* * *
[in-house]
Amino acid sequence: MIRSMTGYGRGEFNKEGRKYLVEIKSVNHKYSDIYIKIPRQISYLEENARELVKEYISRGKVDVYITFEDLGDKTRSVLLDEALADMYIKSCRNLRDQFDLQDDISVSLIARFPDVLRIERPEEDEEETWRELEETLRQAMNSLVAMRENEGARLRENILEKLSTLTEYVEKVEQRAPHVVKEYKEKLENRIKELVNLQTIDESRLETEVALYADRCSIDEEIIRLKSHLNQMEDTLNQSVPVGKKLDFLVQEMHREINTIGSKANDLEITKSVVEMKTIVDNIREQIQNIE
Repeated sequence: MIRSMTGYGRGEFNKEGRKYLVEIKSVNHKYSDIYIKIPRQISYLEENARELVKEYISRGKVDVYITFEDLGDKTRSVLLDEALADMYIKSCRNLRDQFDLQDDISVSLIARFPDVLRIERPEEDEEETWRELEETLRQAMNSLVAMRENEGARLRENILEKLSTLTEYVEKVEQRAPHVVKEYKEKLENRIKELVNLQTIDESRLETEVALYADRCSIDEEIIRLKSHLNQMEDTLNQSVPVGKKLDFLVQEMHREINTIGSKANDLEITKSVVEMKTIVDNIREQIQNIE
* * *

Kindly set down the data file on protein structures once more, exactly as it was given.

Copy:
[in-house]
Amino acid sequence: MIRSMTGYGRGEFNKEGRKYLVEIKSVNHKYSDIYIKIPRQISYLEENARELVKEYISRGKVDVYITFEDLGDKTRSVLLDEALADMYIKSCRNLRDQFDLQDDISVSLIARFPDVLRIERPEEDEEETWRELEETLRQAMNSLVAMRENEGARLRENILEKLSTLTEYVEKVEQRAPHVVKEYKEKLENRIKELVNLQTIDESRLETEVALYADRCSIDEEIIRLKSHLNQMEDTLNQSVPVGKKLDFLVQEMHREINTIGSKANDLEITKSVVEMKTIVDNIREQIQNIE
Repeated sequence: MIRSMTGYGRGEFNKEGRKYLVEIKSVNHKYSDIYIKIPRQISYLEENARELVKEYISRGKVDVYITFEDLGDKTRSVLLDEALADMYIKSCRNLRDQFDLQDDISVSLIARFPDVLRIERPEEDEEETWRELEETLRQAMNSLVAMRENEGARLRENILEKLSTLTEYVEKVEQRAPHVVKEYKEKLENRIKELVNLQTIDESRLETEVALYADRCSIDEEIIRLKSHLNQMEDTLNQSVPVGKKLDFLVQEMHREINTIGSKANDLEITKSVVEMKTIVDNIREQIQNIE